'Russian' Crimea: a Pyrrhic victory?
The annexation of the Crimean Peninsula seven years ago is celebrated with great fanfare. Some 80,000 people crammed Moscow’s Luzhniki Stadium, almost all without a mask. Health regulations were temporarily suspended to “revive the population” depressed by COVID-19 and the economic crisis. Polls suggest that the people of Crimea believe they were better off under Ukraine. There is a shortage of water pipes.
Moscow (AsiaNews) – Seven years ago, thanks to a plebiscite held on 18 March 2014, the Russian Federation annexed Crimea. The anniversary was celebrated in Russia with great fanfare to revive a waning nationalist fervour.
Fortunately for Putin, US President Joe Biden's attack on him pepped up the popular mood, if not quite to the level of his Crimean triumph, at least to the kind of pride that existed when the Soviet Union was a “great power”.
The most creative of the enthusiasts is Sergey Nosov, Governor of Magadan on the Pacific coast, who wrote a poem in response to Biden's insults: Dear overseas neighbours / Satiated and imposing as little gods / Do not awaken the Russian bear to stir / Let him sleep in his mausoleums... The eastern region he governs is home to white bears, and the threat appears to be very effective.
An impressive show was held at Moscow's Luzhniki Stadium In the presence of President Putin, with a large concert by Russia’s main variety stars. The 80,000 spectators were almost all without masks, despite the anti-pandemic regulations in place.
Numerous celebratory actions took place on the Crimean Peninsula as well, titled The Crimean Spring. Seven years at home. In Sevastopol, flowers were laid early in the morning at the Eternal flame, in the presence of many Members of Russia’s State Duma (lower house) elected in Crimea. A concert was held in the evening.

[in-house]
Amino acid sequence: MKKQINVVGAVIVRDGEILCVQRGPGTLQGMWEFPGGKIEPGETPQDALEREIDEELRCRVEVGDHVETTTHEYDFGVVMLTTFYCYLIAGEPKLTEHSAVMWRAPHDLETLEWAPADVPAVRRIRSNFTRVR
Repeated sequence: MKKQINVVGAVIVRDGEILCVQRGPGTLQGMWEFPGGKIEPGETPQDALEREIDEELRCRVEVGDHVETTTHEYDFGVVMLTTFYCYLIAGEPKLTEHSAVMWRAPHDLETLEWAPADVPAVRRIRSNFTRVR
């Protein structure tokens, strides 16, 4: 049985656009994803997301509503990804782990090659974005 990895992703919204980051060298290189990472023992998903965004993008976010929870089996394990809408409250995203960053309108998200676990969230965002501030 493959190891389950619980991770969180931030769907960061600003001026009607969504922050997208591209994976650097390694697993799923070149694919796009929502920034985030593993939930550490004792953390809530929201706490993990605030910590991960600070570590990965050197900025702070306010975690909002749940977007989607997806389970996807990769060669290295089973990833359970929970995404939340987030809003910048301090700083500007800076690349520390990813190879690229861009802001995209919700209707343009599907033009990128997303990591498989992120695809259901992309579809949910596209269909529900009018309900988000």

The decision to suspend social distancing rules was motivated by the need to “revive the population” depressed not only by a year of COVID-19, but also by Russia’s seven years post-Crimean economic crisis.
The hyper-nationalist ideology of Krym Naš! (“Crimea is ours!), Putin's victory cry on the evening of 18 March 2014, has now rather faded, and the return of the “holy land” on the Black Sea has now gone from front-page news to the history book, although such a return is not recognised by either Ukraine or the international community.
It is curious however, opposition activists, meeting in Moscow on 14 March, were arrested for non-compliance with health regulations. Supporters of former Prime Minister Mikhail Kasyanov, tried to meet again today, in the same Ismailovo Hotel where they met last Sunday.
Since then, two of them were arrested in Moscow, Galina Filchenko and Sergey Tsukasov, one of the organisers. The two municipal councillors were stopped in front of their homes, one while taking out the trash, the other on his way to work. Both were detained for “breach of health regulations” and “danger to public order”.
At the stadium celebration, Putin tried to keep a solemn tone, while admitting to the problems that occurred in Crimea in the years following the annexation. The most serious problem is drought because of the lack of pipes for drinking water.
The president promised that “after the implementation of the largest priority projects”, like the construction of the Kerch Bridge, the Krymsky Most between Crimea and the Russian Black Sea coast, the new Tavrida (Tauride) highway and the Simferopol airport, “the water problem will be solved by 2024”.
Yet, dissatisfaction is growing in Crimea. Polls show that most people believe they are worse off now than when they were under Ukraine. The big projects did not boost tourism. Russians used to visit Crimea for its seaside even when it was Ukrainian, but at that time it was much cheaper. Except for large-scale government transfers, no private company, Russian or foreign, is currently investing in Crimea.